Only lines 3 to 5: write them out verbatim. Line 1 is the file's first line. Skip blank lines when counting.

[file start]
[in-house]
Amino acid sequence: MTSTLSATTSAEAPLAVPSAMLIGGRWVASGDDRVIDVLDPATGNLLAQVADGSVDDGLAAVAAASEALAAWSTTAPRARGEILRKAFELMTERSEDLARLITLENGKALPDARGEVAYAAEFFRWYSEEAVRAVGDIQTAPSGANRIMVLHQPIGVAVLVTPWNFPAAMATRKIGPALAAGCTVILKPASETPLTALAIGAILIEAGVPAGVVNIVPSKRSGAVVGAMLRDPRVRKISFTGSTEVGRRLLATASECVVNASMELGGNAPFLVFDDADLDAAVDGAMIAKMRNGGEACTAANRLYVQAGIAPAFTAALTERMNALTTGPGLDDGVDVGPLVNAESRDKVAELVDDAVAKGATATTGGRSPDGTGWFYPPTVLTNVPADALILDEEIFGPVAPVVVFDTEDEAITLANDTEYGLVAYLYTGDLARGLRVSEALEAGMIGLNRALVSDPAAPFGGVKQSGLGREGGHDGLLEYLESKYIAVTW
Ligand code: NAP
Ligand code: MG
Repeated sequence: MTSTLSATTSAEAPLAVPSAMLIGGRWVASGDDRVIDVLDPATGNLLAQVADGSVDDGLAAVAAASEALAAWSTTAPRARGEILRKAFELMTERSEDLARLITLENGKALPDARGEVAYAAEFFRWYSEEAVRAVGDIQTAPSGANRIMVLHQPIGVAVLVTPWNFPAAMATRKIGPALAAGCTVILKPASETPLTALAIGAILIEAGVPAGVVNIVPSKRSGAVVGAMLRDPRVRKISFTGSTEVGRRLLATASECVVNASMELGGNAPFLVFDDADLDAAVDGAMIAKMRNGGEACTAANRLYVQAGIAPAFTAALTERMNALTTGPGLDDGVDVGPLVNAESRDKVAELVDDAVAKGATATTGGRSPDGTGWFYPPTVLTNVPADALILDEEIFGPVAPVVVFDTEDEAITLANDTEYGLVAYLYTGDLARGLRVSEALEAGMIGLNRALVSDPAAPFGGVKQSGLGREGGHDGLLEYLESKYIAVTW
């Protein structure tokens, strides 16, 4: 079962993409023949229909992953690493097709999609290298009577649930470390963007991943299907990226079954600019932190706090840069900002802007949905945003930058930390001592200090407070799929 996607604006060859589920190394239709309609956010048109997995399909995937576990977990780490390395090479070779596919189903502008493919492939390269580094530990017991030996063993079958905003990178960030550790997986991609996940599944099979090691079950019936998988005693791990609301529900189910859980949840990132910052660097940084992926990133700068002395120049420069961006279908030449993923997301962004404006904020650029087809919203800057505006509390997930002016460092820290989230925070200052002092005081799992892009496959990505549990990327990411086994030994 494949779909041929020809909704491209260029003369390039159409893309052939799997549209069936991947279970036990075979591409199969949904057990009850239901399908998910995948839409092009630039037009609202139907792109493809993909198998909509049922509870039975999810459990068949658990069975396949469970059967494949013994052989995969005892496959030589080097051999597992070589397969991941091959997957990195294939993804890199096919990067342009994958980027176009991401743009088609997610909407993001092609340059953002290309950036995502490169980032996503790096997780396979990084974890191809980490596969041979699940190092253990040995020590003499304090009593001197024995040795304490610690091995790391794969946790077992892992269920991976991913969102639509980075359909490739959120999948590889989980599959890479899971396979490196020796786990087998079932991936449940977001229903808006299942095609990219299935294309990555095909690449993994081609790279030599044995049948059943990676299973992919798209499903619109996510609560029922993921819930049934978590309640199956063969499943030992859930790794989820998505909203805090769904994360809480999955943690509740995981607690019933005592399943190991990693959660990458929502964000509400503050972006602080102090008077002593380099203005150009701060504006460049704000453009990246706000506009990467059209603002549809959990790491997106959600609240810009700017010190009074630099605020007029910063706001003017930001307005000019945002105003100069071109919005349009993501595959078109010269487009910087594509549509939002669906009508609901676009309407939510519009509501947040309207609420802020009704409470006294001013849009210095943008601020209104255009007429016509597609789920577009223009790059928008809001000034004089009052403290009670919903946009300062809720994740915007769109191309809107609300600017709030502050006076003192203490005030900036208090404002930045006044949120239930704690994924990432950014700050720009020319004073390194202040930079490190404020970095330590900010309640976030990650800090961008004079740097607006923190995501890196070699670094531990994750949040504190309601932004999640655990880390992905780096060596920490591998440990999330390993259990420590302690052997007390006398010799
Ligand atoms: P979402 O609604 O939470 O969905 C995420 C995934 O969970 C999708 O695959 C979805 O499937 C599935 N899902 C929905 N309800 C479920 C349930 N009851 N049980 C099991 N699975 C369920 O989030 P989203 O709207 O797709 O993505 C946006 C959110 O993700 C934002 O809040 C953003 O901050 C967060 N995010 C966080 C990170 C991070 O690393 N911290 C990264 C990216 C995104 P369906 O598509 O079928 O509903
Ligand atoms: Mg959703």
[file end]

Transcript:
Ligand code: NAP
Ligand code: MG
Repeated sequence: MTSTLSATTSAEAPLAVPSAMLIGGRWVASGDDRVIDVLDPATGNLLAQVADGSVDDGLAAVAAASEALAAWSTTAPRARGEILRKAFELMTERSEDLARLITLENGKALPDARGEVAYAAEFFRWYSEEAVRAVGDIQTAPSGANRIMVLHQPIGVAVLVTPWNFPAAMATRKIGPALAAGCTVILKPASETPLTALAIGAILIEAGVPAGVVNIVPSKRSGAVVGAMLRDPRVRKISFTGSTEVGRRLLATASECVVNASMELGGNAPFLVFDDADLDAAVDGAMIAKMRNGGEACTAANRLYVQAGIAPAFTAALTERMNALTTGPGLDDGVDVGPLVNAESRDKVAELVDDAVAKGATATTGGRSPDGTGWFYPPTVLTNVPADALILDEEIFGPVAPVVVFDTEDEAITLANDTEYGLVAYLYTGDLARGLRVSEALEAGMIGLNRALVSDPAAPFGGVKQSGLGREGGHDGLLEYLESKYIAVTW